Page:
I am aware of the fact that my CSP is not as bad as many of my fellow pickers. I don’t pick at my arms, for example, so I have no problem wearing short sleeves and sleeveless tops. I do have some scars on my lower legs from mosquito bites I’ve picked at over the years, which an ex from Taiwan ridiculed as red-bean ice dessert (don’t get me started on the Chinese penchant for pointing out everyone’s flaws), but even then I didn’t really care, so I wear shorts and short skirts, too. I’m more embarrassed about my back, so swimwear has been an issue for me on and off; for a while I wore a tankini, but I can’t see it, so I think I’m less worried about it now.
Today I went shopping, though, and while trying on some clothes, I saw my back pimples clearly under the horrible fluorescent lights, and I am sort of dreading warm-weather clothing, as much as I am overjoyed that the long winter is ending. It’s a process that will probably never end, but at least things are improving.
That’s a societal issue for sure. I think lots of cultures around the world judge people because of acne or scars. So yes, there are some values we have. I don’t know if people think they’re unlovable, that might be more of a personal thing. Everyone is lovable no matter what. I mean people may feel like they’re not, but that’s just a bunch of crap. It’s just negative thinking. It may be depression speaking.
The world isn’t black and white. And we shouldn’t think that way either. Just because you have acne, that doesn’t make you ugly or unlovable. The amount of acne on your skin doesn’t equate to how beautiful you are or if you will ever have a significant other. It just means you have acne. Which can be sucky, I admit.
But you can’t really change your acne much. I mean there’s medication for people with severe acne, or over the counter stuff. But what you really need to change is your thinking. Don’t equate acne, or spots on your skin or skin picking with your attractiveness. If people judge you for your skin or scars, then fuck ‘em. Find nicer people. Don’t let negative people into your life. You’ll find so many people who are nice to you, who like you for you, and your personality and your sense of humor and your smile or whatever. Those are the kinds of relationships you need.
Anyway, I guess that’s the best advice I can give. Change your thinking and how you deal or cope with your acne. Change your friends. Change your life. Take care!
One of the things I’ve learned recently is that I need to take care of myself. That includes taking care of my mind and body. I can’t wait and hope someone is going to come along and take care of me. I can’t expect anyone else to do it for me. Not a spouse, not parents or friends. It all comes…
Just reblogging myself because I’m feeling like I need more self care lately.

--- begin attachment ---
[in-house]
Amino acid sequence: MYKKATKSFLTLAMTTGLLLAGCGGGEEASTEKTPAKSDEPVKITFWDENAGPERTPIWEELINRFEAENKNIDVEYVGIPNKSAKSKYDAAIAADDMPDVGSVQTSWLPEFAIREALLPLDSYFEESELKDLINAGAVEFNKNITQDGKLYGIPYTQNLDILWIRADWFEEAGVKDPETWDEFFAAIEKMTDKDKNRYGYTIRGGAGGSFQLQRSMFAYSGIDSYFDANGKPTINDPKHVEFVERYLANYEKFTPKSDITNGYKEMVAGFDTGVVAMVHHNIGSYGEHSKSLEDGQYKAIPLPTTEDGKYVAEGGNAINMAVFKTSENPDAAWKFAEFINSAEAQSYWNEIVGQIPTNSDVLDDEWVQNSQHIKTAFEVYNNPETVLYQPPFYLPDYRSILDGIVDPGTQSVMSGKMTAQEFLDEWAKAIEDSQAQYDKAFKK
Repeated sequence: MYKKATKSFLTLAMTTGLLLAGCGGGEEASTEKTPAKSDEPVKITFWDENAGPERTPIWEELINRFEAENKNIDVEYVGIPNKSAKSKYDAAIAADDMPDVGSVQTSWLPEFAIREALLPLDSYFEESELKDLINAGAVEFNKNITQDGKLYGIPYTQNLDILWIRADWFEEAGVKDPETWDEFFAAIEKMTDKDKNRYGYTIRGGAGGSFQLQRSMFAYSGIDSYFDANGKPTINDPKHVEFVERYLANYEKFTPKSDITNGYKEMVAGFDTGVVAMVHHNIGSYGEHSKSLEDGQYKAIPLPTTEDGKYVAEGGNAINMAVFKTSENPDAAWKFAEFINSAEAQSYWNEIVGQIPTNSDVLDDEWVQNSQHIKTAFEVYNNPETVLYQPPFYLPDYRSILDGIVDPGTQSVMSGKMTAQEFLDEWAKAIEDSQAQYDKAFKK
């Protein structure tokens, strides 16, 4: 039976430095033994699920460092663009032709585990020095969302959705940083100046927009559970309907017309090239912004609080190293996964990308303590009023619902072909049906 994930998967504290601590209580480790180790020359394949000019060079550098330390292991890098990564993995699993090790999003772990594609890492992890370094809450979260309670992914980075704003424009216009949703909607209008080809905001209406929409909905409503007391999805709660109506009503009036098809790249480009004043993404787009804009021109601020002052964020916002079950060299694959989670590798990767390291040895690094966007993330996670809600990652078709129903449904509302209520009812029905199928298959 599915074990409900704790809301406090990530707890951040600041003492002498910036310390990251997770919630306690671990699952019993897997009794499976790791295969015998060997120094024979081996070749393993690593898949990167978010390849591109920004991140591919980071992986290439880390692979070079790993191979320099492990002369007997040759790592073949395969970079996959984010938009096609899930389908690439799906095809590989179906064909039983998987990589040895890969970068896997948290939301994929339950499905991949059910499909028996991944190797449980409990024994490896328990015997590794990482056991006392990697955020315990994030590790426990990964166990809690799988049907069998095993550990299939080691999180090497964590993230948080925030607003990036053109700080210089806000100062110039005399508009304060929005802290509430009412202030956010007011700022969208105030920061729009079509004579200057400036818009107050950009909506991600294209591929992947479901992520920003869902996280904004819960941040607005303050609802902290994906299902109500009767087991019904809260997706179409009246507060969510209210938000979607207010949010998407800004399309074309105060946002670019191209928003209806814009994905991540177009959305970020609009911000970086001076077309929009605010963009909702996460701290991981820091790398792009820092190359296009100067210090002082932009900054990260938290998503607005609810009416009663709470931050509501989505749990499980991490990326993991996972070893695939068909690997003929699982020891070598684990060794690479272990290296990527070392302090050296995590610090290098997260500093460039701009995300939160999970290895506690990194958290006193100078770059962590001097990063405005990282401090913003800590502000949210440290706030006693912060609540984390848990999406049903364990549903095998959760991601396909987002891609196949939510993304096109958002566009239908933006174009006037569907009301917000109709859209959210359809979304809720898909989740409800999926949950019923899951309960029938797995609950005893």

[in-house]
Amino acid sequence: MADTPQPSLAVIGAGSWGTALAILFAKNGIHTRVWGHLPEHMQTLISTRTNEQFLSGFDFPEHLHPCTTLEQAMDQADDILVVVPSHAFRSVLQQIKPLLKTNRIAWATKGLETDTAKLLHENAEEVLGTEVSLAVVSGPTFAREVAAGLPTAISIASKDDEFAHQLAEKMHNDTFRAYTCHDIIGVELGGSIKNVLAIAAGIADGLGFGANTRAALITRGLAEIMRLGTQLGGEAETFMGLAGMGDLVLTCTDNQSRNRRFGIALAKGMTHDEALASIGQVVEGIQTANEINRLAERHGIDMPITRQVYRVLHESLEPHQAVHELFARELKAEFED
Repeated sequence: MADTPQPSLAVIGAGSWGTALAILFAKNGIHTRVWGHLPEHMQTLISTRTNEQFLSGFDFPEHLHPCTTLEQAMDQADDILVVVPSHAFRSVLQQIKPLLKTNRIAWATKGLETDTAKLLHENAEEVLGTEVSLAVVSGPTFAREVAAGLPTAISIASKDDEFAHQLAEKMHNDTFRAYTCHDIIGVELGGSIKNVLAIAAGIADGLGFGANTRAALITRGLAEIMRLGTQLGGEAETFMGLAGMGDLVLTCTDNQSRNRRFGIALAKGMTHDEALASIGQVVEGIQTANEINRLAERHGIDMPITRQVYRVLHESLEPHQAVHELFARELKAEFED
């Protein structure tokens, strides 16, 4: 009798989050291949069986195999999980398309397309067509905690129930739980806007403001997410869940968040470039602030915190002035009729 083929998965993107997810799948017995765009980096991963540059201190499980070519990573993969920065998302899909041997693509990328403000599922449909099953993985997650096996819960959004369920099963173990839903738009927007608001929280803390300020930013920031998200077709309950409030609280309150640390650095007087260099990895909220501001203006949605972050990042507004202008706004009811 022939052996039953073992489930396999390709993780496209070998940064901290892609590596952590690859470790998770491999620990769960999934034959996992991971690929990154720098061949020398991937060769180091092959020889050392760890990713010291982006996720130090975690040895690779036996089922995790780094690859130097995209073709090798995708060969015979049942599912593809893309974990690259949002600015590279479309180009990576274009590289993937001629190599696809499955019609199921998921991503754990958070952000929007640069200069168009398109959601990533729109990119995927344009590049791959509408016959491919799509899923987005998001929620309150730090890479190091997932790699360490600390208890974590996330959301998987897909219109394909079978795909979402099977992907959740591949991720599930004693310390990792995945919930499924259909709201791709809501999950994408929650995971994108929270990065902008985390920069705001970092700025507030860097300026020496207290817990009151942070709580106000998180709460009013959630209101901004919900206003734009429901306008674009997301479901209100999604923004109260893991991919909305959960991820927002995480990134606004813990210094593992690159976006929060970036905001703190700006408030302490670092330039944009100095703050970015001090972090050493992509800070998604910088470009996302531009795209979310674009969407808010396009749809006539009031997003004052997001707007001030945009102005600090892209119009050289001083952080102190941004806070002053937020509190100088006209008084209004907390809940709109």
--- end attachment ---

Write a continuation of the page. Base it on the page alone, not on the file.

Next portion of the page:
The crux behind Trichotillomania is that the person cannot STOP. IF you could “just stop,” which is a phrase that is commonly said to patients… Then, dontcha think that we would? If one can just sit there, and say to themselves, “Ok, I’m not going to do this anymore” & then cease to never pull again… Just like that. Using no techniques, medicines, vitamins, doctors, support groups, or therapies, exercises, methods, mantras, motifs, accountabilities or tools or any other form of weaponry to fight it down & regain control. … But to just plain stop? Then… I have the belief that they have a simple habit not a disorder, an extremely complex disorder, at that. Yes, habit is part of Trich for most but there are several other larger components that feed into BFRBs (Body Focused Repetitive Behaviors, newly classified in the DSM-V: Trich & Derma), it is not just a habitual behavior. It’s a disorder that is very, very difficult to stop. A Trichster has to overcome the habit part but also the OCD, perfectionism, anxiety, curiosity, urges, impulse control, self-esteem, confidence, Trances, logic blocking, triggers, addiction to serotonin and other feel-good endorphins, and self harm/self mutilation (depending on who you’re talking to), idleness, ticks, control, anger, boredom, nervousness, fidgeting or otherwise, coping mechanism— That is one hell of a list to knock out and habit is only 1 of many parts of BFRBs. So my question is, if you can just stop, without any type of help, then would that person have Trichotillomania, a disorder? My opinion is no, they have a simple (in comparison), habit. The habitual part of Trich falls into the times when one is unaware that they are pulling/picking or if it’s an automatic go-to coping mechanism and unconsciously reacting to a situation causing tension yet the person’s focus is on something different. e.g. watching a scary movie or taking a test. Again, the crux and very meaning behind Trich is that one cannot just stop. If one can just stop then they would not have the disorder… Right?